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Fast Ethernet

             Client/Server, or distributed computing, is fast becoming the norm in today's industries. Mainframe processing is being phased out, and computer networks are taking over as the method for communicating a business's information.
             Due to increases in processing power and storage capacity, the personal computer now has the ability to handle high quality graphics and complex multimedia applications. When these files are stored and shared on a network, transfers to and from clients leads to high utilisation of network resources.
             Traditional networks operate between 4 and 16 Megabits per second (Mbps). More than 40% of all personal computers in the world are connected to an Ethernet network (International Data Corporation, 1996). Traditional Ethernet networks operate at 10Mbps. The other main network technology is Token Ring which runs at either 4 or 16Mbps. At these speeds companies that produce extremely large files, such as a medical centre or desktop publishing company, can experience long delays when sending such data across their network.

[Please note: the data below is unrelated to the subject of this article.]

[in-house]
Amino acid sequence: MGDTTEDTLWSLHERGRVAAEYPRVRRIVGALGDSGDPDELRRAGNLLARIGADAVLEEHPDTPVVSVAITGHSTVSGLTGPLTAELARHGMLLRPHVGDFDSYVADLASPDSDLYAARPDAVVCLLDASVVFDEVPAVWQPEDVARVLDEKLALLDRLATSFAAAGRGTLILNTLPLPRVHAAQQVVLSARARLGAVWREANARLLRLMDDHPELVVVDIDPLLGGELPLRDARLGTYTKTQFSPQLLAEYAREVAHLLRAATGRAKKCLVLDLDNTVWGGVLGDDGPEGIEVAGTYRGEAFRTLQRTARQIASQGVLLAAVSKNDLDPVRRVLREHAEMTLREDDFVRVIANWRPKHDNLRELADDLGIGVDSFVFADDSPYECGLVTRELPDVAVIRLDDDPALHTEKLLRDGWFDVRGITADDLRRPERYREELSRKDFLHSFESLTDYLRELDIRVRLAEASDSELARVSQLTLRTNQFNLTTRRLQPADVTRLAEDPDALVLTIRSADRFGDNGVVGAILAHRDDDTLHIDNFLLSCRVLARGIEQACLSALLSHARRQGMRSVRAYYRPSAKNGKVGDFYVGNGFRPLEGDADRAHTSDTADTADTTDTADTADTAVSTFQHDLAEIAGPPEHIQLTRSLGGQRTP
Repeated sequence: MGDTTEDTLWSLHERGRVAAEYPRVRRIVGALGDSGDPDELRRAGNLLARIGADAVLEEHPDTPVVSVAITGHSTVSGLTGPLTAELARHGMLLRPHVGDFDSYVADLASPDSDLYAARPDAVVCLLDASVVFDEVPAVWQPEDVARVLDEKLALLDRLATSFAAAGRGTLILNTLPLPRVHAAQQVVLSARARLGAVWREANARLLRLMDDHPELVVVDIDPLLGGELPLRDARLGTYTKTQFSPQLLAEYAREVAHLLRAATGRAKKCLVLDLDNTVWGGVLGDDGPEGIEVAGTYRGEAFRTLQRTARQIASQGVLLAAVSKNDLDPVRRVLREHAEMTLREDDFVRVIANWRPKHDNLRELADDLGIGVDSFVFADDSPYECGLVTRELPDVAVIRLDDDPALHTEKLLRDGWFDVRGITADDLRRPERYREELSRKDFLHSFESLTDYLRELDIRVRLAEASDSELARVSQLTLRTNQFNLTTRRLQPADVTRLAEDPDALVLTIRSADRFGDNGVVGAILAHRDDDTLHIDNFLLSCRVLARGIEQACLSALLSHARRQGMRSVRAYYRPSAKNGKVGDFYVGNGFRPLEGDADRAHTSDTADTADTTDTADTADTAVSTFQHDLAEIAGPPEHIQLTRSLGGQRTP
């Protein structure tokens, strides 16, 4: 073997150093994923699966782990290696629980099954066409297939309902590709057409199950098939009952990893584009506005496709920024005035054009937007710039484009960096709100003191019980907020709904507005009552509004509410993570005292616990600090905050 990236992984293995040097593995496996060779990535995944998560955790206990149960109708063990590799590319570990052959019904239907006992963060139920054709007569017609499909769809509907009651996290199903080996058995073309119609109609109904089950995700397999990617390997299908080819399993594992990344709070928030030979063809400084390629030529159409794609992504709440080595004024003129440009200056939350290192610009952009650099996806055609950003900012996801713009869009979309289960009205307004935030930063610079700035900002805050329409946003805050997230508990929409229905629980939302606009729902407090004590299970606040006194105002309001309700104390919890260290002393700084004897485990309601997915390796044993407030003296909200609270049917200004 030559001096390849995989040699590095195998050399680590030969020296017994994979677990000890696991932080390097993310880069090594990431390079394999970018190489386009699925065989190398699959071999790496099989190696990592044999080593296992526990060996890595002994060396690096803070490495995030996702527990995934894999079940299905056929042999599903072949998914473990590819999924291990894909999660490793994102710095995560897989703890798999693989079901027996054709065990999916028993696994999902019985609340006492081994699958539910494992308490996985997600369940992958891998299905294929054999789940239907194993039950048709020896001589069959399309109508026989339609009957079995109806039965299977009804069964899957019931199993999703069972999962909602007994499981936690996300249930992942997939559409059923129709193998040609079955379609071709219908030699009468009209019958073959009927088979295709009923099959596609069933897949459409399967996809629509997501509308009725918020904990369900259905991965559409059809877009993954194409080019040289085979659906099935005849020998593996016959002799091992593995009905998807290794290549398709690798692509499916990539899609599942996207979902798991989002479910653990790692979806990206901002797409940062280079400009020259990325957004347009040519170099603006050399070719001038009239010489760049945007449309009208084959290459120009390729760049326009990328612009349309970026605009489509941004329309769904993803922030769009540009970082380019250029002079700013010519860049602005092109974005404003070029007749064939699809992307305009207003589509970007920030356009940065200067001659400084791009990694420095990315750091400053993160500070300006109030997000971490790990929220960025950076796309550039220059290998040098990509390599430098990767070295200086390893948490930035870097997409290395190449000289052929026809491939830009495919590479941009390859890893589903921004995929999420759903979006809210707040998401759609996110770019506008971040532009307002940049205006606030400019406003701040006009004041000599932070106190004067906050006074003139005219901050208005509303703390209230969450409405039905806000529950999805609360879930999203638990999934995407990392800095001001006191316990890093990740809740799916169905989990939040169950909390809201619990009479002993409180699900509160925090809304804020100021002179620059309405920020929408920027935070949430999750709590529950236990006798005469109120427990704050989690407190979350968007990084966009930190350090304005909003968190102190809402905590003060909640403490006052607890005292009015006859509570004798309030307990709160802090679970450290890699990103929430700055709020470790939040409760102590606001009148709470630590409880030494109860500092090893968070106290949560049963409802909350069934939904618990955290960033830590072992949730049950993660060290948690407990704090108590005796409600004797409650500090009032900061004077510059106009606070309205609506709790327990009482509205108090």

These delays have led to a need for High-Speed Networks. There are a number of different technologies available, including Fast-Ethernet, Asynchronous Transfer Mode (ATM), and Fibre Distributed Data Interface (FDDI).
             Inside the Fast-Ethernet arena however, two separate technologies have emerged. One is known as 100Base-T, and is (simply) an extension of existing Ethernet technology, only running 10 times faster. It still uses Carrier Sense Multiple Access with Collision Detection (CSMA/CD) for transmission, and supports only Ethernet traffic. Companies supporting 100Base-T include 3Com, Intel and Synoptics.
             The other technology is known as 100VG-AnyLAN, and this is supported by companies such as IBM, AT&T and Hewlett Packard. It does not use the same technology as standard Ethernet (CSMA/CD), instead it uses four pairs of wires to eliminate collisions from happening altogether.

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